This can mean a lot of things, obviously. Pay attention to what you are buying, what it is made of and where it was made. It means buying items that are energy efficient, made with FSC-certified or otherwise sustainably harvested wood, or renewable materials. It means personal care and beauty products that are made with 100% organic or at least natural ingredients (ie. NOT your average cosmetics or perfume). It means clothing made of sustainable fabrics like organic cotton, linen or hemp. It means toys made of wood or recycled materials instead of plastic and ones that will stimulate the mind and imagination, and that your kids will actually use. It means shopping for vintage or handmade jewelry and goods that come with character instead of mass-produced “stuff.” It means buying used items when you can. Need help finding green gift ideas? Check out the Green Gift Guide, which includes ideas for handmade gifts.
Have a plan, a list and a budget.
This will help stop you from buying random stuff just because it looks like a good deal. In other words, if you went to the store to buy an Energy Star-certified TV, buy that Energy Star-certified TV and get the heck out of there.
Support green retailers and products online.
Lots of retailers — including green ones — have Black Friday deals. It’s usually easier to find these green deals online than it is in person, since many stores don’t make it obvious which products are eco-friendly and which aren’t. And while Cyber Monday is the traditional online shopping day, Black Friday is pretty popular online as well. In addition to the daily green deals I post every day on the coupons page, I will do my best to do a roundup of green deals for Black Friday. Ditch the crowds and buy online, and buy green.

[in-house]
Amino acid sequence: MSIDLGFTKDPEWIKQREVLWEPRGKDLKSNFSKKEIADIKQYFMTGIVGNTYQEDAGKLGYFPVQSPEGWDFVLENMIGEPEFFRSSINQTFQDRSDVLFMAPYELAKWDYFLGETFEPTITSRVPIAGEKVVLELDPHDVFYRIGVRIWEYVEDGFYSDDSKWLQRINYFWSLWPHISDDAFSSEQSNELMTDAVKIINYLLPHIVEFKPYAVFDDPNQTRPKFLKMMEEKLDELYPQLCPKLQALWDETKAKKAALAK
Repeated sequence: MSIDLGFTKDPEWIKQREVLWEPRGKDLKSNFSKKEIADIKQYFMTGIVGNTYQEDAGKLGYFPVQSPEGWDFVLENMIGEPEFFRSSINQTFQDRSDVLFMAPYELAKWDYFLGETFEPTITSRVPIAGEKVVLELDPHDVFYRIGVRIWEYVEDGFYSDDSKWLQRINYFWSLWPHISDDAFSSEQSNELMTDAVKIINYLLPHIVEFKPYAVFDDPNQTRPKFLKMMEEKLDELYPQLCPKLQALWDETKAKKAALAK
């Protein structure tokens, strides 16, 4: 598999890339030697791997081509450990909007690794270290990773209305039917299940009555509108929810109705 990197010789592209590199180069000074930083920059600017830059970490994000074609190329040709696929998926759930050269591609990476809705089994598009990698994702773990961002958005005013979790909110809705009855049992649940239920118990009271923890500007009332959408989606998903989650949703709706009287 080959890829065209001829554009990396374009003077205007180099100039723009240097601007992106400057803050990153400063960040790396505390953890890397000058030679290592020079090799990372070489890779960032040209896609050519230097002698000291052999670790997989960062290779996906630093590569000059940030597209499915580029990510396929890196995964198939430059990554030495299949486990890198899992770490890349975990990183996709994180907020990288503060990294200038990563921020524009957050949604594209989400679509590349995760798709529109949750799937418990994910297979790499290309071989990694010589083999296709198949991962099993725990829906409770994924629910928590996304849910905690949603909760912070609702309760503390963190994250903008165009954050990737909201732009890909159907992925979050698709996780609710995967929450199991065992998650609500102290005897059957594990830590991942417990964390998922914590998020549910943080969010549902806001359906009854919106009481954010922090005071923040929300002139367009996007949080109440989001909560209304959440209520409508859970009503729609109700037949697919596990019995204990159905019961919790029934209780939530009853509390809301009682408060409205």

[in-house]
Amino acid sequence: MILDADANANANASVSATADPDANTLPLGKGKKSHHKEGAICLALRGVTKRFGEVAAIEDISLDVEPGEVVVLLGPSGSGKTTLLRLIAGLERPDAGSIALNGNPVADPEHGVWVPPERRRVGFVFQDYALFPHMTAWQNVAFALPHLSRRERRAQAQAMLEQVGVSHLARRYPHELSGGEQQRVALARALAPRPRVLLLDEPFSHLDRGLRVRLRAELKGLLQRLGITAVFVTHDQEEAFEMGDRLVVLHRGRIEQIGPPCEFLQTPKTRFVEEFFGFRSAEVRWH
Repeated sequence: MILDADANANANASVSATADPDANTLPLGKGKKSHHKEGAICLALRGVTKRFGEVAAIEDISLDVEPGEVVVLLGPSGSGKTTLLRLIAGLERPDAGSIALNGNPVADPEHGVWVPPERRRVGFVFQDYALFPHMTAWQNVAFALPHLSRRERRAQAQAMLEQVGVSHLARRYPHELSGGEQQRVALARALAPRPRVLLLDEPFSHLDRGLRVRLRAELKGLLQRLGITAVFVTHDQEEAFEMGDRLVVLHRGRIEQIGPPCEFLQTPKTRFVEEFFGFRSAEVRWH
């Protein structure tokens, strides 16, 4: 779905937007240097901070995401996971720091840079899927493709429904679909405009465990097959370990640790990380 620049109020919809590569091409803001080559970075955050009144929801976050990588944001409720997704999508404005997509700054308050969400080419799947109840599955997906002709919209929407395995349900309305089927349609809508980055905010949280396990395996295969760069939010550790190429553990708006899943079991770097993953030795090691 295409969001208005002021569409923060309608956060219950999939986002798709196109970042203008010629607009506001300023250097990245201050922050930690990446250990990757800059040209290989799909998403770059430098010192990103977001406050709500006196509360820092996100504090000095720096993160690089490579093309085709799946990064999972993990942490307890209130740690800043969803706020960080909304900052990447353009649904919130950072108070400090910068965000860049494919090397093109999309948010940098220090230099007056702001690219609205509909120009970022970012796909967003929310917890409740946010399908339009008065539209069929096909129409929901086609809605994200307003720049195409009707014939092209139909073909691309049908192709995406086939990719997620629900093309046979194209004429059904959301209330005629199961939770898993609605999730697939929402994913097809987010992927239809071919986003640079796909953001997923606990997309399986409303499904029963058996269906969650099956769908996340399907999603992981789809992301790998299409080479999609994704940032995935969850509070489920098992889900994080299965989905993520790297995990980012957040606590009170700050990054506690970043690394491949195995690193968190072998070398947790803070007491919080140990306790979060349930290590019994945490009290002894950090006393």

Take your reusable bags, or forgo bags altogether.
I have a set of reusable shopping bags that I use for groceries and another set of larger bags that I use for other shopping (clothes, shoes, etc.) Be sure to take your own bags if you will shop in person, or tell the cashier you don’t need a bag. While you’re at it, tell them you don’t want that BPA-laden receipt either.
THINK BEFORE YOU BUY.
At the end of the day, none of us are perfect, myself included. My best gift giving and shopping strategy is to do it thoughtfully — thought about what you’re buying, about what will happen to it when it’s no longer useful, about whether it really is useful or just shiny and pretty, etc. Remember that an item’s value is determined by MUCH more than just its price. And this is the most important tip of all, for Black Friday and for all your shopping throughout the year.
Disclosure: I am a member of the Walmart Moms program. Walmart has provided me with compensation to share my personal Black Friday shopping tips with you. Participation is voluntary and as usual, all opinions are my own. Check out more tips from my fellow Walmart Moms, many of whom are much better at saving money than I am. Erin Gifford at Coupon Cravings has some great money-saving tips, and Lori a E Living Media has some tips for hardcore shoppers.